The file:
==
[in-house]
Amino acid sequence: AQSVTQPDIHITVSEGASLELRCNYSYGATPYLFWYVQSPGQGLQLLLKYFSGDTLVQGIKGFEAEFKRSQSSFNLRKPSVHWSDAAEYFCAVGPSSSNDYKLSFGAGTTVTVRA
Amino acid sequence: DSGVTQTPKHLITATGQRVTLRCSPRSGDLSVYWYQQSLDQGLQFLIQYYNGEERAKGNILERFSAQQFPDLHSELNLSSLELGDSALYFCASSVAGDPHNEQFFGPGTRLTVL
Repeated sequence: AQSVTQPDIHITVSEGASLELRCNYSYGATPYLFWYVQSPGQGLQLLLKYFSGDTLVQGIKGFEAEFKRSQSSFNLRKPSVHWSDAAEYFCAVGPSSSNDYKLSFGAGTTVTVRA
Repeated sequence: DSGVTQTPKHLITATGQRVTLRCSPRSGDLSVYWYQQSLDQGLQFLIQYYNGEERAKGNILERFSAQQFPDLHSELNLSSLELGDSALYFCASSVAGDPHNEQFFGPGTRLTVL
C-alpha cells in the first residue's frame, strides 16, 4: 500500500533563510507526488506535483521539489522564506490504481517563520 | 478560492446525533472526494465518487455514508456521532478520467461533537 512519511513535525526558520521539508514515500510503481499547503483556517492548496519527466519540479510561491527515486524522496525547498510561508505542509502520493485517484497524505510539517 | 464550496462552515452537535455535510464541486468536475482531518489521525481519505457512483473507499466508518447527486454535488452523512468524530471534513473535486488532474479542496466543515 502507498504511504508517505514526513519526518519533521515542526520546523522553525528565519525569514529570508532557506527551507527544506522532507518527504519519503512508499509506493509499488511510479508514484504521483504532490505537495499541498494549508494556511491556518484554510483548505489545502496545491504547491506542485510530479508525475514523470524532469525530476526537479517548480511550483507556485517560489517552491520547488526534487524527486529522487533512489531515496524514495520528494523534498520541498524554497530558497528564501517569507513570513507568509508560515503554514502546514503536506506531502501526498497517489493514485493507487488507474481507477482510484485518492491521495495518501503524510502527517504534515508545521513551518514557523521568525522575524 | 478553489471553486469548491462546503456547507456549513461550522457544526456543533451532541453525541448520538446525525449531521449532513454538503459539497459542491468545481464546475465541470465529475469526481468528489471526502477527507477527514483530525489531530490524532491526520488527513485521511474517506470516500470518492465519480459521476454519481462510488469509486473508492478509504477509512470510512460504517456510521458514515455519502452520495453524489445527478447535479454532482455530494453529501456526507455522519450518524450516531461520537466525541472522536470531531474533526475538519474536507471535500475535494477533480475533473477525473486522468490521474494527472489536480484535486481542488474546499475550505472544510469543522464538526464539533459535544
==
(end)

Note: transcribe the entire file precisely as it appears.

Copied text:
[in-house]
Amino acid sequence: AQSVTQPDIHITVSEGASLELRCNYSYGATPYLFWYVQSPGQGLQLLLKYFSGDTLVQGIKGFEAEFKRSQSSFNLRKPSVHWSDAAEYFCAVGPSSSNDYKLSFGAGTTVTVRA
Amino acid sequence: DSGVTQTPKHLITATGQRVTLRCSPRSGDLSVYWYQQSLDQGLQFLIQYYNGEERAKGNILERFSAQQFPDLHSELNLSSLELGDSALYFCASSVAGDPHNEQFFGPGTRLTVL
Repeated sequence: AQSVTQPDIHITVSEGASLELRCNYSYGATPYLFWYVQSPGQGLQLLLKYFSGDTLVQGIKGFEAEFKRSQSSFNLRKPSVHWSDAAEYFCAVGPSSSNDYKLSFGAGTTVTVRA
Repeated sequence: DSGVTQTPKHLITATGQRVTLRCSPRSGDLSVYWYQQSLDQGLQFLIQYYNGEERAKGNILERFSAQQFPDLHSELNLSSLELGDSALYFCASSVAGDPHNEQFFGPGTRLTVL
C-alpha cells in the first residue's frame, strides 16, 4: 500500500533563510507526488506535483521539489522564506490504481517563520 | 478560492446525533472526494465518487455514508456521532478520467461533537 512519511513535525526558520521539508514515500510503481499547503483556517492548496519527466519540479510561491527515486524522496525547498510561508505542509502520493485517484497524505510539517 | 464550496462552515452537535455535510464541486468536475482531518489521525481519505457512483473507499466508518447527486454535488452523512468524530471534513473535486488532474479542496466543515 502507498504511504508517505514526513519526518519533521515542526520546523522553525528565519525569514529570508532557506527551507527544506522532507518527504519519503512508499509506493509499488511510479508514484504521483504532490505537495499541498494549508494556511491556518484554510483548505489545502496545491504547491506542485510530479508525475514523470524532469525530476526537479517548480511550483507556485517560489517552491520547488526534487524527486529522487533512489531515496524514495520528494523534498520541498524554497530558497528564501517569507513570513507568509508560515503554514502546514503536506506531502501526498497517489493514485493507487488507474481507477482510484485518492491521495495518501503524510502527517504534515508545521513551518514557523521568525522575524 | 478553489471553486469548491462546503456547507456549513461550522457544526456543533451532541453525541448520538446525525449531521449532513454538503459539497459542491468545481464546475465541470465529475469526481468528489471526502477527507477527514483530525489531530490524532491526520488527513485521511474517506470516500470518492465519480459521476454519481462510488469509486473508492478509504477509512470510512460504517456510521458514515455519502452520495453524489445527478447535479454532482455530494453529501456526507455522519450518524450516531461520537466525541472522536470531531474533526475538519474536507471535500475535494477533480475533473477525473486522468490521474494527472489536480484535486481542488474546499475550505472544510469543522464538526464539533459535544